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[Trees for Auction: Presented by Safeway Grocers: An Elizabethan Xmas: NW Natural, Designer: Reed and Cross-Kay Pederson, Nature's Xmas Celebration: Willis of Eugene. Designer: Beverley Verbanic. Imagine Waking Up On Xmas Morn: Swanson Superior Forest Products, Highlander Heaven: Sponsor: Knecht's Auto Parts, Designer Peggy Saleeby, Christmas in the Last Frontier: Sponsor: McKenzie Surgical Group. Designer: Lisa Farstad, Do It Up Royally: Sponsor: PC Market of Choice Grocers. Designer: Peggy Saleeby][Festival Board of Directors: Cary L. Hughes, Carol L. Berkman, Linda A. Snyder, G. David Jewett, Terry E. Allen: Treasurer, Richard M. Abrhahm MD, Thomas Costabile, Donald J. Churnside, Fran Curtis, Judith Ekstrom MD, Mike Gillespie, Gerald Harper DDS, Jon V. Jaqua, Scott H. Kitchel MD, Joyce Langehers, Douglas McKay, Chris Miller, J. Peter Moore, Andy Moore, Donna Moore, John R. Murphy, Roy J. Orr, Gary D. Papé, Annie M. Sakaguchi, Walid G. Saleeby, Ray M. Settelmeyer, Kay L. Toolson, Greg A. Weiss, David L. Weiss. Honorary Directors: Paul B. Cole, Janice Eberly, Corinne Fuller, Aaron and Marie Jones, Bill McCabe, Pete Pifer, Marty W. Smitth, Donna P. Woolley]Festival of Trees Welcome Statement
Welcome to the Eighth Annual McKenzie-Willamette Hospital Foundation Festival of Trees. Every year we are asked the same question, “How can you top that?” Each year our leaders bring a special ingredient to the formula that has made this event successful. ...The holidays have always been an important time to remember our families, & our friends. Supporting the Festival of Trees is a way to enjoy family & friends while also helping others. We especially want to thank the people at Safeway [Grocers], our first Title Sponsor for their generous support. Festival is about people. ...We think this our best yet, but we’re a bit biased. McKenzie-Willamette Hospital Foundation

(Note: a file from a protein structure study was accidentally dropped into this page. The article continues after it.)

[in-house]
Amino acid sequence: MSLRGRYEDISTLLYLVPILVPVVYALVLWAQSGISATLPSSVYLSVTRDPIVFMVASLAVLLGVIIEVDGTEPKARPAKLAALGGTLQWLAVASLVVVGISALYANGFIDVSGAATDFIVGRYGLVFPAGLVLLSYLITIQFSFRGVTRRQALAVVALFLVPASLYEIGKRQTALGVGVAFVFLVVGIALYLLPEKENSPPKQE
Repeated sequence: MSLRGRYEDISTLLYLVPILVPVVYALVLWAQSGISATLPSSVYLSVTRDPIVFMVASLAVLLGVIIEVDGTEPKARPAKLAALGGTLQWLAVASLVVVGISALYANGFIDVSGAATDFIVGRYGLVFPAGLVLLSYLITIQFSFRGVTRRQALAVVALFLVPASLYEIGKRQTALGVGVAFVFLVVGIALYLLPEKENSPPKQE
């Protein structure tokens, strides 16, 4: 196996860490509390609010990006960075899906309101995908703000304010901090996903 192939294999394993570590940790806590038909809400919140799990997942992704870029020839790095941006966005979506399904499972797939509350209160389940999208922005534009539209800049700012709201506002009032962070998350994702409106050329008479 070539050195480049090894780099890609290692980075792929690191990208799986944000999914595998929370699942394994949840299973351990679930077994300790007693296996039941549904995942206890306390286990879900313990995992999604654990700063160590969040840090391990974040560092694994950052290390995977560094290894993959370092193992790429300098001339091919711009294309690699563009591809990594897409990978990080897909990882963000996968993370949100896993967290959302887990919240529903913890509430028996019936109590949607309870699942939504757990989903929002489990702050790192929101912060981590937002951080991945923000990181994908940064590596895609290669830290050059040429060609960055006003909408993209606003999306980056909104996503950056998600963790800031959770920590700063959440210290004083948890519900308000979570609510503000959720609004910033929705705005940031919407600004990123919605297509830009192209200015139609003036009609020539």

Wish Upon A Star........: Along with the excitement of this years’ event being the 1st of the new millennium is the opportunity to achieve yet another milestone – the $2 million dollar mark. Since its inception in 1993, the Festival of Trees has generated over $1.75 million in net proceeds for the McKenzie-Willamette Hospital. These terrific results have made possible significant improvements to the hospital – enhancing the quality of health care service for all of us. We hope the best is still yet to come. With a bit of good luck & the amazing generosity of our community, the $2 million milestone is within each! ...Each special area of the Festival, from Dickens’ Village to the inaugural Candy Cane Forest area for children is the result of countless volunteer hours & many creative ideas. ...We encourage you to have a great time taking in the sights, smells, sounds & tastes of the 2000 Festival. While doing so, don’t forget to “Wish Upon A Star,” because as the Festival of Trees has proven, dreams can come true.....Happy Holidays! Andy & Donna Moore